The First Day of Spring follows Chrissie, or Julia, depending on her age, as she navigates life and tries to grow past the abuse and neglect she encountered as a child and the dastardly results that it caused. Chrissie is poor, hungry, and unloved, and she lashes out to get any sort of attention from adults and children alike. Then, one day, her rage starts to leave behind a body count. The murder makes her feel more important and powerful than she ever has, but she soon finds out that she has crossed a line that will impact her life forever. Julia was released five years ago from Haverleigh, the home she was put in as the murderous Chrissie when she was just nine years old, and she has a daughter of her own now. Julia attempts to fumble her way through motherhood with nothing to reference. Her mother was abusive and neglectful and her father came and went, depending on where he could get booze for a cheap cost. One day, Julia picks up the phone and on the other end, someone asks breathlessly, “Chrissie?” Julia panics, fearing the worst: the papers have found out her past yet again and her daughter will be taken from her because of her recently broken arm that Julia blames herself for. She does the only thing she can think of doing: she takes Molly away, back to her hometown to see her mother one last time. There, she learns to forgive herself for her past as she realizes her circumstances formed the monster she feared, no her own mind.

This painful, heartbreaking, and hopeful tale about motherhood and mistakes definitely took me by surprise. I was expecting a disturbing tale about the twisted mind of a killer child, but instead I found myself fiercely defensive of Chrissie AND Julia as they navigate life bravely on their own. This one isn’t our typical bleak book, as it may make you love a previously unlovable character, but like I said before, it’s always nice to get thrown a curveball now and then. This book will remind you of one crucial truth about life: you must forgive yourself first before you forgive others.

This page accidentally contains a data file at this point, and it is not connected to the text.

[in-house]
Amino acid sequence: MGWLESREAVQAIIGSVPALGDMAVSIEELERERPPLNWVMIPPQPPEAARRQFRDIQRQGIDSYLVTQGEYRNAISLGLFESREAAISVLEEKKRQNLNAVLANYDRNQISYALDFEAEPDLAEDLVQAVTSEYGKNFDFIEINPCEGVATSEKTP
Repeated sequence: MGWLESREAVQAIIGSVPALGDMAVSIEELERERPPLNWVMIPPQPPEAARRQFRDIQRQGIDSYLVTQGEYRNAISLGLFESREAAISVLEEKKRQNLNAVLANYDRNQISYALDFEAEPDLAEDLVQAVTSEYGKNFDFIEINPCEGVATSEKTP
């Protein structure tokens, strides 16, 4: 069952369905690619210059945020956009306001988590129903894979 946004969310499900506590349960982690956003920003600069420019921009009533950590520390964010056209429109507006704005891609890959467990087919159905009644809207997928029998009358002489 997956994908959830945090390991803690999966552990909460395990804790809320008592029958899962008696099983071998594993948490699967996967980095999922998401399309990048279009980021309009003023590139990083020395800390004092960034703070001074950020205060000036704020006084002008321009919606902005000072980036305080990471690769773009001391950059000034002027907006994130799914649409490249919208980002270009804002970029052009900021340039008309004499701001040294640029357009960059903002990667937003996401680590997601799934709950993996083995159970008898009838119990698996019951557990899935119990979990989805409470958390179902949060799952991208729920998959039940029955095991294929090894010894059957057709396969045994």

Thank you for joining me on this dissection of one of my favorite Bleak Books. I hope to see you again sometime soon! Please take a look in the Adult Fiction section at the Aurora and Dillsboro Public Libraries for my favorite Bleak Books. If you are looking to check out this specific title, please look on the New Books shelf at the Aurora Public Library. If you meet me in the library and have any Bleak Books suggestions, please let me know! I’m always looking for a new book to disrupt my life for a couple of weeks.

Tails and Tales: Endangered Animals

Our library’s Tales and Tails Summer Reading Program is all about reading about the animals around us! While animals are a lot of fun to read about, some of them need some extra help. Animals that are endangered are close to becoming gone forever unless we do what we can to help them recover.

 

Vaquitas surface for air.

 

One of the most endangered animals in the world is the vaquita. These are small, marine mammals, related to dolphins, and they are classified as critically endangered. It is estimated that there are less than 10 of them left in the world, and they are still declining. This is because of fishing in the Gulf of California where they get tangled in illegal gillnets and are unable to surface for air.

 

A green kakapo.

 

Another critically endangered animal is the kakapo. These are nocturnal, green parrots found solely in New Zealand. These cute birds are flightless and live in the ground. This unfortunately put them in danger when new and invasive predators were brought to New Zealand. Unable to fly and escape these predators, they are at a severe disadvantage and have trouble surviving on their own.

 

A rhino mother and baby.

 

There are currently five existing species of rhino. However, three out of the five are classified as critically endangered and the other two are classified as near threatened and least concerned. They are constantly poached for their horns and need protection from further poaching if we want them to continue living alongside us.